Chinese New Year
COVID RESTRICTIONS HAVE STOPPED LIVE CELEBRATIONS SINCE 2019 (Updated Jan 2022)
For many who don’t know the history and context of Chinese New Year it seems to be a never-ending movable feast of celebrations taking place over several week-ends. There are celebrations held at the Nan Hua Buddhist temple in Bronkorstpruit, Jozi’s ‘old Chinatown’ in Commissioner St and in Derrick Street in Cyrildene (Jozi’s ‘new Chinatown’).
When is Chinese New Year celebrated?
Unlike Western New Year which is celebrated on the same date very year, Chinese New Year varies according to the lunar calendar. It falls on the second new moon after the winter solstice (or in South Africa’s case, the summer solstice). And, like Christmas in Western countries, in China it is a much needed winter holiday. Historically it coincided with the slack time on the farms before preparation for the new cycle of spring planting. Traditionally most Chinese were farmers and, although at least 56% of mainland Chinese now live in cities, many return to their rural family homes for Chinese New Year as the festivity is a time for family reunion and visiting relatives and friends. So while in a rural context the Chinese traditionally celebrated the start of a new year of farm work, and wished for a good
harvest, now it has evolved into celebrating the start of a new business year and wishing for profits and success in various vocations. Normally, the celebration will start from the New Year’s Eve and will last for around 15 days until the middle of the first month when celebrations conclude with the Lantern Festival. In modern China, working professionals will normally have 7 days of holiday including the weekend to celebrate. As with New Year in most cultures, it is a time to take stock and plan afresh. So for example, leading up to the celebrations, people will normally give their houses a thorough spring clean. On New Year’s Eve families have a “reunion dinner” where people eat long noodles to symbolize long life; round dumplings symbolic of the full moon – a sign of the family unity and of perfection; and jiao zhi dumplings – shaped like ingots to signify wealth.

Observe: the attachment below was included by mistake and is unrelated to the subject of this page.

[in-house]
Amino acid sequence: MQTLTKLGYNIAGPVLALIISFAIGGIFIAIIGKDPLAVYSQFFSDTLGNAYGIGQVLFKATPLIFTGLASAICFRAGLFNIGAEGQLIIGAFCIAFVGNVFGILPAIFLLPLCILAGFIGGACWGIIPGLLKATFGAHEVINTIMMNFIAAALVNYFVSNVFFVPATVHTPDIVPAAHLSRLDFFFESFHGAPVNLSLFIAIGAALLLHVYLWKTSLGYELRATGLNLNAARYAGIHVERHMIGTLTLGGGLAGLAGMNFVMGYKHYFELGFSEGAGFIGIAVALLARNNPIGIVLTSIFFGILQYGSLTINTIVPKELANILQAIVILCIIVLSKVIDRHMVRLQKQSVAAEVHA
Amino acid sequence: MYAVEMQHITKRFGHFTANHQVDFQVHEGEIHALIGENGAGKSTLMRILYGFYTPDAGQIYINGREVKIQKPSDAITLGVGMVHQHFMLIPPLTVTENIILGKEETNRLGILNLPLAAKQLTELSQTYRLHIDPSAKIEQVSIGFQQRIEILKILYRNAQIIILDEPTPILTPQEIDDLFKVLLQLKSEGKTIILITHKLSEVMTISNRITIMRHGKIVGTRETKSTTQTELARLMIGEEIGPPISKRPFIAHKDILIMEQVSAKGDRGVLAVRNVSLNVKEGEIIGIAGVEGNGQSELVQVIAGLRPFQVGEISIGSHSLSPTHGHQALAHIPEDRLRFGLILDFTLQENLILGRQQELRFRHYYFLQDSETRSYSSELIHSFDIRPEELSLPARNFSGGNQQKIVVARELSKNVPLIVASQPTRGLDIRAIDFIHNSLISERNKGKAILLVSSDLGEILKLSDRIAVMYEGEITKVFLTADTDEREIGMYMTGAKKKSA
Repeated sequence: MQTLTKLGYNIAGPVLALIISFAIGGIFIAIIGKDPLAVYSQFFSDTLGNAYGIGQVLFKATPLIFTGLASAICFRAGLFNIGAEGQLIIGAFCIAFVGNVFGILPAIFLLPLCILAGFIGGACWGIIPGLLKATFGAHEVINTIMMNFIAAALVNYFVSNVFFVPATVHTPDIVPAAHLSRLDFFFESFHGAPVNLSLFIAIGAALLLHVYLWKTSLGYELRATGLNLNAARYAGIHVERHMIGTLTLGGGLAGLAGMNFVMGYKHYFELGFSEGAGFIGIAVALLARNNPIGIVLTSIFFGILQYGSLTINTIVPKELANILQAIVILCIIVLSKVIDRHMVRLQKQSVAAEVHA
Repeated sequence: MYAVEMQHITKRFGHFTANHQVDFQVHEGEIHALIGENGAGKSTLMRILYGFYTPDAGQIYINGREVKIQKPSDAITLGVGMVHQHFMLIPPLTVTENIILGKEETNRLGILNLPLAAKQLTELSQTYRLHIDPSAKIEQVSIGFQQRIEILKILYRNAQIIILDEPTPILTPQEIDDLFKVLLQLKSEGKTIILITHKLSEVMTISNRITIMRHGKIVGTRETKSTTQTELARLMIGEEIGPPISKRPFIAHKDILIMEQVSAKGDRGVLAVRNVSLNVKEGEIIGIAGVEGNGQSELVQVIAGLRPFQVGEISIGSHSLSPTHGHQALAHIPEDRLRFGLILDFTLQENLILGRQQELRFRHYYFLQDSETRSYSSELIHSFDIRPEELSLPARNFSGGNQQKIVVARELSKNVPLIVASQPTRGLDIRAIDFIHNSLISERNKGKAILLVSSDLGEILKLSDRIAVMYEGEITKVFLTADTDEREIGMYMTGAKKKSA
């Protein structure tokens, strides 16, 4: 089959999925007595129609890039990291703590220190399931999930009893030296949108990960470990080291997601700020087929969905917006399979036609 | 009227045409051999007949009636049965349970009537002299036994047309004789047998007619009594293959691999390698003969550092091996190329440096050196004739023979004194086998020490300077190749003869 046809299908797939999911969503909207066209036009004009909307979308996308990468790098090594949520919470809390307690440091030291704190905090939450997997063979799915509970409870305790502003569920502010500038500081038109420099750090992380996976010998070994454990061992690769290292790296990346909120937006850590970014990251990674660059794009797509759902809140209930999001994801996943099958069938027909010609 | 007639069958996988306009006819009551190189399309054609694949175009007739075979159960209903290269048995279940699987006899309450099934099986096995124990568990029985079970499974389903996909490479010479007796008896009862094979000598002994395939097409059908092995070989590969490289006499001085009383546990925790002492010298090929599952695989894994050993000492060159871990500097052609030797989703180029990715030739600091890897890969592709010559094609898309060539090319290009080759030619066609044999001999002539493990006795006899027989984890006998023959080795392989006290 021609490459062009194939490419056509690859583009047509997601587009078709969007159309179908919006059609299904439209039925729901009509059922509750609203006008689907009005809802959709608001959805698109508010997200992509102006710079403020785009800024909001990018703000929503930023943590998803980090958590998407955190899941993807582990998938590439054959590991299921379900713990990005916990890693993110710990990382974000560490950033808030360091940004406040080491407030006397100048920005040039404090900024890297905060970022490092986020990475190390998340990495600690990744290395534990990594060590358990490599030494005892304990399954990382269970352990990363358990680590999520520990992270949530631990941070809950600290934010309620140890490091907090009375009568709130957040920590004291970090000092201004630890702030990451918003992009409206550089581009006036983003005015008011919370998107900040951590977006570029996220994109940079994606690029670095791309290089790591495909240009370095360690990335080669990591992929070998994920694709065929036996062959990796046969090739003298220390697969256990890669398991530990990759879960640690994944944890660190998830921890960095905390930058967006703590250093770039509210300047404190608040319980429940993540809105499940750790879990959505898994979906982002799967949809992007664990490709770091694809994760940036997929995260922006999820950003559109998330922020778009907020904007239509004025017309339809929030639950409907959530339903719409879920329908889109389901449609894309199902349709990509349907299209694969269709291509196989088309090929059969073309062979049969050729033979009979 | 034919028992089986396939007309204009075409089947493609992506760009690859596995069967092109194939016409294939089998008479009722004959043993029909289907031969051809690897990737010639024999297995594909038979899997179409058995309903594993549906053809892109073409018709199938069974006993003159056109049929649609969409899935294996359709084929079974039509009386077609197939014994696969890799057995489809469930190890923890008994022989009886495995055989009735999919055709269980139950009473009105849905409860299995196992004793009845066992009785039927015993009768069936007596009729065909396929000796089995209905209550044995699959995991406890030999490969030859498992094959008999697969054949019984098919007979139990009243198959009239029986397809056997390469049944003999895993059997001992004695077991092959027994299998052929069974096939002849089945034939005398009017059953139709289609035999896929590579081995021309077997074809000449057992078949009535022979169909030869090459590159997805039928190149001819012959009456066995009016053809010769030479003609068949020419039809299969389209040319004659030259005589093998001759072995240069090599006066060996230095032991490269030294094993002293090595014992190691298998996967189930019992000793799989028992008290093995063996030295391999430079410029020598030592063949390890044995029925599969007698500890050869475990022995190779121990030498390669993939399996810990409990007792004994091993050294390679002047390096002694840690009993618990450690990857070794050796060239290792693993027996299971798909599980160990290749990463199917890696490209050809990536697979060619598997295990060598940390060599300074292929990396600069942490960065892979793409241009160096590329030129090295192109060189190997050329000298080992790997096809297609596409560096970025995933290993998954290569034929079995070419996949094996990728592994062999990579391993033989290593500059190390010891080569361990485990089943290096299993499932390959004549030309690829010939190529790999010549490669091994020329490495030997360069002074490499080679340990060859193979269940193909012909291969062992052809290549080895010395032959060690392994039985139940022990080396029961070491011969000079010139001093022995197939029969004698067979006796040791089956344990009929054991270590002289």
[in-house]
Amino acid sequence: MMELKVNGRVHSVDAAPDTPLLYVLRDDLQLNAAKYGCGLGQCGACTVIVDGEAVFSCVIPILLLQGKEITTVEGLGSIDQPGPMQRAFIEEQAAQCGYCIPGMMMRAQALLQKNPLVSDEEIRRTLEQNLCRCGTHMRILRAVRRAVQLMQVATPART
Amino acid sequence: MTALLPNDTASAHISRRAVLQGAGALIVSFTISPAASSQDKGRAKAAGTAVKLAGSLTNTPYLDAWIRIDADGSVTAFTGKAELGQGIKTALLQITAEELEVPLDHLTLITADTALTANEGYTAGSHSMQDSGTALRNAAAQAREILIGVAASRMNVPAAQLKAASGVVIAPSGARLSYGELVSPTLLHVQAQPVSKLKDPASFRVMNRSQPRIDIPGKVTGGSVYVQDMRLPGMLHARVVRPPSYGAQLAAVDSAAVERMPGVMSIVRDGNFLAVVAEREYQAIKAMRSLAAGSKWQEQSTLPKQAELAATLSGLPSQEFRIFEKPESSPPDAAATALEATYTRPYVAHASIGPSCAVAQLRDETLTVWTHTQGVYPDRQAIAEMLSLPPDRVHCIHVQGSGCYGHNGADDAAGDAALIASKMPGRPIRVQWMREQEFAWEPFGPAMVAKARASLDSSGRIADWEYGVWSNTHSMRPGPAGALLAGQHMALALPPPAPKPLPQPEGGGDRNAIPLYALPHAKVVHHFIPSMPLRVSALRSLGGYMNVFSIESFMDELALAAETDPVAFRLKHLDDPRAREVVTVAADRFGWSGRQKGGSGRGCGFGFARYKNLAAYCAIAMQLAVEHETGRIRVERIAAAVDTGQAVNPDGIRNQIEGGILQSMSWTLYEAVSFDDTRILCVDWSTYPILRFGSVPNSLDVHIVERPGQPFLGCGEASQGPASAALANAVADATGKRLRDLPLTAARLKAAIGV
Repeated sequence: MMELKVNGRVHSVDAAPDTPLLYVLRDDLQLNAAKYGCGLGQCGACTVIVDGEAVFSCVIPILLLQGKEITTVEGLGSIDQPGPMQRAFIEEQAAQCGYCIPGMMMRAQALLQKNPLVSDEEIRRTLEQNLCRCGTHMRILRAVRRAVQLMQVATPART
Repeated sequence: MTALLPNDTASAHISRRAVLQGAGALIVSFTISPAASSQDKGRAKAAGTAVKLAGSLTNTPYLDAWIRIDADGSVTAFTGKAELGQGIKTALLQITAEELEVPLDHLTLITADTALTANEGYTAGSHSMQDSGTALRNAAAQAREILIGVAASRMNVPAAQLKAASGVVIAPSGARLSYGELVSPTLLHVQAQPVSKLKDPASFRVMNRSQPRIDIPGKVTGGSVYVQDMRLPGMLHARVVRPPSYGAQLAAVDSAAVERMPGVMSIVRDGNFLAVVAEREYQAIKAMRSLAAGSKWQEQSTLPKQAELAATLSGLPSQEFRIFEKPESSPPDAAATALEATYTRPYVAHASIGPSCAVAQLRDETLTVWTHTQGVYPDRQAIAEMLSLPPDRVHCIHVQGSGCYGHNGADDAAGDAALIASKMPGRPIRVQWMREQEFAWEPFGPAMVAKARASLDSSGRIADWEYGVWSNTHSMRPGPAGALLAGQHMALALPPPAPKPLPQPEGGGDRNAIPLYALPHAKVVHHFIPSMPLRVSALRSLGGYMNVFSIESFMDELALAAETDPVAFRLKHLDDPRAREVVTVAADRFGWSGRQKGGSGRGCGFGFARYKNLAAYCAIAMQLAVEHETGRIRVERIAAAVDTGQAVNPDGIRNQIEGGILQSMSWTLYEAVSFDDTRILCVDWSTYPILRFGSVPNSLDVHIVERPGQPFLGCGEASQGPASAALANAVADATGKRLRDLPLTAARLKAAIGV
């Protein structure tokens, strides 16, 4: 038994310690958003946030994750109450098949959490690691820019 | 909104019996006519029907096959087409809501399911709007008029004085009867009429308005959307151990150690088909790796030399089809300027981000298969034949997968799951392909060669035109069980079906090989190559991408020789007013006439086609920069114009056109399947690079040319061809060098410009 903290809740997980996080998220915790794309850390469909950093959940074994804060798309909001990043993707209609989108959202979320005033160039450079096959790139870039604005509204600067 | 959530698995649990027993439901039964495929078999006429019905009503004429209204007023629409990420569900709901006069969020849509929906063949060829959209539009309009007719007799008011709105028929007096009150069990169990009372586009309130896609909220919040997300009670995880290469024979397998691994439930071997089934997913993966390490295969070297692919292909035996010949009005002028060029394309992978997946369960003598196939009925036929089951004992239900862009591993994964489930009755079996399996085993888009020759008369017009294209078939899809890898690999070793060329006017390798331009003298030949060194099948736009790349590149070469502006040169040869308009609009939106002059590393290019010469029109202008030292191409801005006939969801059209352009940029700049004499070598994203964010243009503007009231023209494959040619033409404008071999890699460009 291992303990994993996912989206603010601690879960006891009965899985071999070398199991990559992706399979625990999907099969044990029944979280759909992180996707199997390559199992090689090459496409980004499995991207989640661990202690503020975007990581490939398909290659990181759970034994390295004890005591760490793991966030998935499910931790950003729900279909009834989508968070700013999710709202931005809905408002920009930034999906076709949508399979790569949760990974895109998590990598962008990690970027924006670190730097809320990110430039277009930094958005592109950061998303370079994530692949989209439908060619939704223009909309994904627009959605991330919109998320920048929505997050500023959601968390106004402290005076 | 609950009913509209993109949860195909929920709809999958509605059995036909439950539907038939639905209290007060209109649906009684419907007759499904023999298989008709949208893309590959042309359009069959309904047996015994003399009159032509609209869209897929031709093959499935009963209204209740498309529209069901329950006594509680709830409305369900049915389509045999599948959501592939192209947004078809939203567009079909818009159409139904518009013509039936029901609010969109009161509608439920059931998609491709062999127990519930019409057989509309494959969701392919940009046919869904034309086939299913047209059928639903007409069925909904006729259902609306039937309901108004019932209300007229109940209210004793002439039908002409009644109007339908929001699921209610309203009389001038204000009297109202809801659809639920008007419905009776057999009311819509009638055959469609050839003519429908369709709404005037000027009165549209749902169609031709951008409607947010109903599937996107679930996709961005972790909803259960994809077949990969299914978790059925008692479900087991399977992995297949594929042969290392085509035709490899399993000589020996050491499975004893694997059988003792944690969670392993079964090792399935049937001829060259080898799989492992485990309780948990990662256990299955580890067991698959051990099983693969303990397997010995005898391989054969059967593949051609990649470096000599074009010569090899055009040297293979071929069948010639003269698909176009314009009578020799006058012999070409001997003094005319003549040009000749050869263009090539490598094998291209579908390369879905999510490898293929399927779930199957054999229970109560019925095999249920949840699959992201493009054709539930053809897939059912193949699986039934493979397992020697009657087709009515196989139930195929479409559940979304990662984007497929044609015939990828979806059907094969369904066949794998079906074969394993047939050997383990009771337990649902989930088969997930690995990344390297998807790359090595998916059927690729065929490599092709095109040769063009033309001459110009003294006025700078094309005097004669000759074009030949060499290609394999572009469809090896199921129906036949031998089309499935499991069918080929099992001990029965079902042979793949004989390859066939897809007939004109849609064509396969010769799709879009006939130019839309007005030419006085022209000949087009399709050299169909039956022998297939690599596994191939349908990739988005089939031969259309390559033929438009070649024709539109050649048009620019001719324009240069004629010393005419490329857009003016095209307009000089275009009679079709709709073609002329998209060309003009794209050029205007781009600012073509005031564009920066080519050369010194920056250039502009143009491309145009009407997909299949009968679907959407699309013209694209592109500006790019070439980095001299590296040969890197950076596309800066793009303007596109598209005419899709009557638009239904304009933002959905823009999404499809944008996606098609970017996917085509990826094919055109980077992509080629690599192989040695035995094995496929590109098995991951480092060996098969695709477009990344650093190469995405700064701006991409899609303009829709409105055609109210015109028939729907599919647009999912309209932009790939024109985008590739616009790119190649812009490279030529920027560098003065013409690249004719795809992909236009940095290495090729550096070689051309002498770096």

Interestingly in 1912, the newly-formed Chinese Republic, governed by the Nationalist party, changed the name of the traditional New Year holiday to Spring Festival in order to get the Chinese people to switch to celebrating the Western New Year on 1st January. When the Communists gained power in 1949 however, the celebration of Spring Festival was viewed as too feudal as well as too religious – not proper for an atheist republican China. So under the Chinese Communist Party, there were some years where Spring Festival was not celebrated at all. But by the late 1980s Spring Festival started to become more popular and is now widely celebrated in China.
Myths associated with Chinese New Year
Nian – the monster who hates noise and the colour red
Central to Chinese New Year celebrations is a mythical monster or Nian – the word means both ‘year’ and ‘monster’. According to legend this monster lived under water and came out at New Year to attack villagers and cause general chaos and mayhem. BUT the wicked monster, like all mythical baddies, had an Achilles heel. A wise old man told the villagers that he did not like the colour red and he hated noise. So villagers lit firecrackers and beat drums and cymbals and struck gongs to frighten him off. Plus they hung up red decorations like lanterns, calligraphic scrolls and cut-outs. Nian was sent packing and every New Year Chinese people celebrate the passing of Nian (and also make very sure that he doesn’t return).